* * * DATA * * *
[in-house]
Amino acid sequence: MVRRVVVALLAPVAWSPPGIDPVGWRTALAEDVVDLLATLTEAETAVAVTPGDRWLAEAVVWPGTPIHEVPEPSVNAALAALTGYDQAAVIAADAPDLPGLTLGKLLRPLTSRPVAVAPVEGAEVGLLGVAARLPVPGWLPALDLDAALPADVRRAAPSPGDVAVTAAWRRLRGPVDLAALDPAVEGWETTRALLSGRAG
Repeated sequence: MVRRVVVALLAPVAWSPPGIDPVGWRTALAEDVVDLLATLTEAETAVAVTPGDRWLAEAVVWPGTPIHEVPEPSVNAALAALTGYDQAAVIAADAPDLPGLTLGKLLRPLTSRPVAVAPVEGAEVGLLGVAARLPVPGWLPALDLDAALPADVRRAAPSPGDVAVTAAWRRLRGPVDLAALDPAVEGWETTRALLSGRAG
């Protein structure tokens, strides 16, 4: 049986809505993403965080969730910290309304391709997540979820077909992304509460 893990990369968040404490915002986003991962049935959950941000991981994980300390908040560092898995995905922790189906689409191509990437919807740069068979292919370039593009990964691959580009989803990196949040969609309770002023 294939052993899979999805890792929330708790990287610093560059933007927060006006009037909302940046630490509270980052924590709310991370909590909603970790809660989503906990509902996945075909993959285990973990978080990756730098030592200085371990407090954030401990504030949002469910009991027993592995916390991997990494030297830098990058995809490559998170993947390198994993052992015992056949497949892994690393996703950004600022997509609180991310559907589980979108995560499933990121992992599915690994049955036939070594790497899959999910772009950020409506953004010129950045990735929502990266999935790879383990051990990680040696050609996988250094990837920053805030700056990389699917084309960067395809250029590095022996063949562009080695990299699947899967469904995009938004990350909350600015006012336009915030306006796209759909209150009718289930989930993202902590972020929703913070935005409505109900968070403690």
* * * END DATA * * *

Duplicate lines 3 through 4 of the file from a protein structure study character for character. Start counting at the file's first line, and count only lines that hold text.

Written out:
Repeated sequence: MVRRVVVALLAPVAWSPPGIDPVGWRTALAEDVVDLLATLTEAETAVAVTPGDRWLAEAVVWPGTPIHEVPEPSVNAALAALTGYDQAAVIAADAPDLPGLTLGKLLRPLTSRPVAVAPVEGAEVGLLGVAARLPVPGWLPALDLDAALPADVRRAAPSPGDVAVTAAWRRLRGPVDLAALDPAVEGWETTRALLSGRAG
């Protein structure tokens, strides 16, 4: 049986809505993403965080969730910290309304391709997540979820077909992304509460 893990990369968040404490915002986003991962049935959950941000991981994980300390908040560092898995995905922790189906689409191509990437919807740069068979292919370039593009990964691959580009989803990196949040969609309770002023 294939052993899979999805890792929330708790990287610093560059933007927060006006009037909302940046630490509270980052924590709310991370909590909603970790809660989503906990509902996945075909993959285990973990978080990756730098030592200085371990407090954030401990504030949002469910009991027993592995916390991997990494030297830098990058995809490559998170993947390198994993052992015992056949497949892994690393996703950004600022997509609180991310559907589980979108995560499933990121992992599915690994049955036939070594790497899959999910772009950020409506953004010129950045990735929502990266999935790879383990051990990680040696050609996988250094990837920053805030700056990389699917084309960067395809250029590095022996063949562009080695990299699947899967469904995009938004990350909350600015006012336009915030306006796209759909209150009718289930989930993202902590972020929703913070935005409505109900968070403690």